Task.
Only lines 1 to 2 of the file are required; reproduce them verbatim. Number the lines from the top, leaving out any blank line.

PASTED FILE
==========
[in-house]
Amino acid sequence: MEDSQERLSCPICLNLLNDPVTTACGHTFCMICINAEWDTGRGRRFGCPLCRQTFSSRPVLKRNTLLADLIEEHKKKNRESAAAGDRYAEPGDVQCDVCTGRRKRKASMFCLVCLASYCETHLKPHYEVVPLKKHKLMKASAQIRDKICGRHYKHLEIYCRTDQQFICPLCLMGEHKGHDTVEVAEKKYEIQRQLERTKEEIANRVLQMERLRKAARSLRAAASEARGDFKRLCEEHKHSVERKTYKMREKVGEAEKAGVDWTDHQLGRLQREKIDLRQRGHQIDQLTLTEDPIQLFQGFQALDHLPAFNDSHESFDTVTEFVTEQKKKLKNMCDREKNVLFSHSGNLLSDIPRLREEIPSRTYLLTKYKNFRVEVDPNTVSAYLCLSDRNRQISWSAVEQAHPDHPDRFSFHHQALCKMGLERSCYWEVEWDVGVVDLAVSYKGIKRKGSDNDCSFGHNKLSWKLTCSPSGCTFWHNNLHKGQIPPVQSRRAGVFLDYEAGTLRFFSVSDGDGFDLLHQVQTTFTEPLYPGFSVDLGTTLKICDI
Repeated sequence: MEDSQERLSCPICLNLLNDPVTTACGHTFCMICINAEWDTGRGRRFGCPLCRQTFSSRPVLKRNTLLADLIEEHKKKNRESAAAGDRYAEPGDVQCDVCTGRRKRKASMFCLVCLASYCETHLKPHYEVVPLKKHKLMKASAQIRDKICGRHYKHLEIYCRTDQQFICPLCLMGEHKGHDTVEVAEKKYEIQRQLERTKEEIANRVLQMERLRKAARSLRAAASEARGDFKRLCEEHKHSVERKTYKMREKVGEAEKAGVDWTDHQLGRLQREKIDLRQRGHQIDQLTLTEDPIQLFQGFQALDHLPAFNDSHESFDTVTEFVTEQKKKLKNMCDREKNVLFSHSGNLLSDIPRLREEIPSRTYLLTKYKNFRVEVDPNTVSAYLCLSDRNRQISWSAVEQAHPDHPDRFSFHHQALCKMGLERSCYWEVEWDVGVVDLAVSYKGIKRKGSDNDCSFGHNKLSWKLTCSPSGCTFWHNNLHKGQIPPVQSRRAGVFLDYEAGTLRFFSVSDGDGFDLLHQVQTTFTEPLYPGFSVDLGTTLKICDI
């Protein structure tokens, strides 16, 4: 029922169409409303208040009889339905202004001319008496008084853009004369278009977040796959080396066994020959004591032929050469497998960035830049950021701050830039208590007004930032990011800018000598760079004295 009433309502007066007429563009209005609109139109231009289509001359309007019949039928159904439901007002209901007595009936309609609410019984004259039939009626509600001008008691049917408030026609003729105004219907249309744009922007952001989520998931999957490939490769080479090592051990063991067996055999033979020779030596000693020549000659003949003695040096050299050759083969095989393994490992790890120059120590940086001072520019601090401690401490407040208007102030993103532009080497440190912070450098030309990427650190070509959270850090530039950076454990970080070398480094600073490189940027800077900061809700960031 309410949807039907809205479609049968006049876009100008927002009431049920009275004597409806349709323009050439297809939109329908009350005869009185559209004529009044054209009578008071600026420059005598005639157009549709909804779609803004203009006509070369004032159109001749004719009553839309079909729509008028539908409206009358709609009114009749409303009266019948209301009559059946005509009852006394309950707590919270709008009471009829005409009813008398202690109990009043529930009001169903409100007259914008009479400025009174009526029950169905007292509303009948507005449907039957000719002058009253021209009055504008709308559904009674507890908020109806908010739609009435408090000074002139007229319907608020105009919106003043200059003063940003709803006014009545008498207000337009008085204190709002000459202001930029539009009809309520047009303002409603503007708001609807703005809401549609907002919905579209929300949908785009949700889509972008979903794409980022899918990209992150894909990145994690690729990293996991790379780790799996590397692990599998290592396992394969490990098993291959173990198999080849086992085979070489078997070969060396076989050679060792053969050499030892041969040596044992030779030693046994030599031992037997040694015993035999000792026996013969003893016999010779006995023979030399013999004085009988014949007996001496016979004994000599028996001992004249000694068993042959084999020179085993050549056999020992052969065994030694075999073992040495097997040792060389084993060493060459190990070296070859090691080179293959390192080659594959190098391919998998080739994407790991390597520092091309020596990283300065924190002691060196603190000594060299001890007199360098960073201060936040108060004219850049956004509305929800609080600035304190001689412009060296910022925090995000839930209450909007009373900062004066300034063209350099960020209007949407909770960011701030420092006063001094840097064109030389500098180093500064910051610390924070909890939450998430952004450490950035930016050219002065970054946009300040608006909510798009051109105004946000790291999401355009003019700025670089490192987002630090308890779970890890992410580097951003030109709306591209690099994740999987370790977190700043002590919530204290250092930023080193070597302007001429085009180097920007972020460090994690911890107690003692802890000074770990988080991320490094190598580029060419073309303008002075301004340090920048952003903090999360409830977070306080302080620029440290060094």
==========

[in-house]
Amino acid sequence: MEDSQERLSCPICLNLLNDPVTTACGHTFCMICINAEWDTGRGRRFGCPLCRQTFSSRPVLKRNTLLADLIEEHKKKNRESAAAGDRYAEPGDVQCDVCTGRRKRKASMFCLVCLASYCETHLKPHYEVVPLKKHKLMKASAQIRDKICGRHYKHLEIYCRTDQQFICPLCLMGEHKGHDTVEVAEKKYEIQRQLERTKEEIANRVLQMERLRKAARSLRAAASEARGDFKRLCEEHKHSVERKTYKMREKVGEAEKAGVDWTDHQLGRLQREKIDLRQRGHQIDQLTLTEDPIQLFQGFQALDHLPAFNDSHESFDTVTEFVTEQKKKLKNMCDREKNVLFSHSGNLLSDIPRLREEIPSRTYLLTKYKNFRVEVDPNTVSAYLCLSDRNRQISWSAVEQAHPDHPDRFSFHHQALCKMGLERSCYWEVEWDVGVVDLAVSYKGIKRKGSDNDCSFGHNKLSWKLTCSPSGCTFWHNNLHKGQIPPVQSRRAGVFLDYEAGTLRFFSVSDGDGFDLLHQVQTTFTEPLYPGFSVDLGTTLKICDI